The second option is commonly adopted: gastroenterostomy is a bypass of the pylorus by joining the duodenum to the stomach.  This removes the pyloric “gate” between the two which understandably has an effect on digestion.  Dietary changes and smaller, more frequent meals are necessary and often the “dumping syndrome” becomes part of daily living, as the body struggles to maintain a regular and appropriate source of energy.  Gastroparesis is a fairly common problem after gastric surgery: damage and interference cause the nerves and muscles of the region to stop working as they should.

So adult PS is more complex in its causes, symptoms, and available treatments.  And all these several treatment options are far from assured of success, as our gastric passage is easily unsettled and has a mind of its own: it is part of a complex network of different and linked organs and chemical input and processes.  Moreover, like any worker our abdominal organs can protest against being handled with less than good skill by working more slowly or sometimes a complete stop-work.  Medication and especially surgery can be quite successful or can result in unwanted and significant continuing physical side-effects.  Some “survivors” are pleased with the results of their choice, and others find they have to “adjust”, sometimes struggling to do so.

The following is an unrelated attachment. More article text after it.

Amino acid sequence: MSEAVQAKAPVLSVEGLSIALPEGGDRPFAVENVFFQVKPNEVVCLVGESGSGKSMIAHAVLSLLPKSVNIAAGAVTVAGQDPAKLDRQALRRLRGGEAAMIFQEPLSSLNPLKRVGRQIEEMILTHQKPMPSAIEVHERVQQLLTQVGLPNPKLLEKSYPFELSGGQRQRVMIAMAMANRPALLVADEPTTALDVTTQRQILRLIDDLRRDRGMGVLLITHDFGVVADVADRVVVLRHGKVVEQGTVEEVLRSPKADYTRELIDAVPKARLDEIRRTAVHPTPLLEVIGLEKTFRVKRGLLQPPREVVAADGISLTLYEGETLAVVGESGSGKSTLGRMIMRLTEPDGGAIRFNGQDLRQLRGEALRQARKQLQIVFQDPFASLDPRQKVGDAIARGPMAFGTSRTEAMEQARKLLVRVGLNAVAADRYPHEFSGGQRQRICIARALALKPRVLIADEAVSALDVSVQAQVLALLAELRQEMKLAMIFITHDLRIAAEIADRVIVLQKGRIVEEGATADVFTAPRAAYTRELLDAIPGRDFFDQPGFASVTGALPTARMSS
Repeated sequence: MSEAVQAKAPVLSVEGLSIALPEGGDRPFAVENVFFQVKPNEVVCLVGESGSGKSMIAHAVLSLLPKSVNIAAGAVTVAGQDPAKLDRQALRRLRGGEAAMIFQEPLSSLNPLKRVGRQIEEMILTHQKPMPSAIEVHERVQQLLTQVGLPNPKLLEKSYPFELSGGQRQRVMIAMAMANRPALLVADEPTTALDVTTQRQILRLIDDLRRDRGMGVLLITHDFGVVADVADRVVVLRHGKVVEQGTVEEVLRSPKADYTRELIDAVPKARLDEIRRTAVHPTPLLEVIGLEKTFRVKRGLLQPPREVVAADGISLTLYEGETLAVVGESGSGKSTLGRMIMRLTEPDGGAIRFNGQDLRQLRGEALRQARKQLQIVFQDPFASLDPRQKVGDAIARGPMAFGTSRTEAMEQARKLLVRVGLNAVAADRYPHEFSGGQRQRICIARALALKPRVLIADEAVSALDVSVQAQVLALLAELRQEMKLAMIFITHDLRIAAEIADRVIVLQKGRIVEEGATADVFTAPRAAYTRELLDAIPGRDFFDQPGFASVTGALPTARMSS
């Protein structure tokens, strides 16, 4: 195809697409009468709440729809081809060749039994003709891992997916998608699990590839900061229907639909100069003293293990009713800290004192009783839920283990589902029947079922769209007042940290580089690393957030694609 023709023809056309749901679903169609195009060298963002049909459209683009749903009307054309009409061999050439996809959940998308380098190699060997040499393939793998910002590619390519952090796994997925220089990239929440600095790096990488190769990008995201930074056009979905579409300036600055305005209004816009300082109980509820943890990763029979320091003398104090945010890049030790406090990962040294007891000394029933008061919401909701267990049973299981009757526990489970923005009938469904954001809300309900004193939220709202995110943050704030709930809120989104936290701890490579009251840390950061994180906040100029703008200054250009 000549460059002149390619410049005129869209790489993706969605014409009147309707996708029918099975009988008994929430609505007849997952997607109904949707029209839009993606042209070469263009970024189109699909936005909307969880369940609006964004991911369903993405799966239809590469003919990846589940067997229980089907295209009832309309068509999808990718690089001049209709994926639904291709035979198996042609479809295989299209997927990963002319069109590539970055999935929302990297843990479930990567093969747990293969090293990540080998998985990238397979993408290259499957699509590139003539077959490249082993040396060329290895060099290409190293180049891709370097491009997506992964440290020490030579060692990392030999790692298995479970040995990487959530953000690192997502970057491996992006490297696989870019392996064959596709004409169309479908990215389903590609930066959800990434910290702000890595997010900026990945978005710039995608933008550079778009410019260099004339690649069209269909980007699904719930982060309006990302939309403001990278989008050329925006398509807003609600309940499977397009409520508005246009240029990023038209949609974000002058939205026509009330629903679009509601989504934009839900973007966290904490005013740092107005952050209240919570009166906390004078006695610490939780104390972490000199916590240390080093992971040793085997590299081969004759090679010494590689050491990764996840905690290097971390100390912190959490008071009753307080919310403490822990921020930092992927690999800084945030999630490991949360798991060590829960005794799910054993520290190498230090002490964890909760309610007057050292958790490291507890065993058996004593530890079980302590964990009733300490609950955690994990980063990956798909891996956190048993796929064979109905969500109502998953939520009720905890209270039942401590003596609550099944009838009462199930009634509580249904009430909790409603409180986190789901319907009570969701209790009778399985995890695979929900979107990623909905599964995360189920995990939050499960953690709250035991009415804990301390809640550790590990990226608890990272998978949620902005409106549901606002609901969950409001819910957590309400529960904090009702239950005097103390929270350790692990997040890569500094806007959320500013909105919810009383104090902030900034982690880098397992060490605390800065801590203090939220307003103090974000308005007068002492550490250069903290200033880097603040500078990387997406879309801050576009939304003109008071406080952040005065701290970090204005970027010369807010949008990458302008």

“Major adjustment” is thankfully something that is needed by only a very small minority of infant PS survivors.

Scared_DoctorDespite the dismissive words and comforting promises of pediatric surgeons, infant PSers also run a risk of a short list of abdominal and other complaints, some of them after their early surgery and then possibly also in later life.  Remember that the pyloromyotomy does not deal with the baby’s high gastric acidity.  One of the long-term risks is reflux and developing gastric ulcers – and as a result the adult form of PS.  Deja-vu!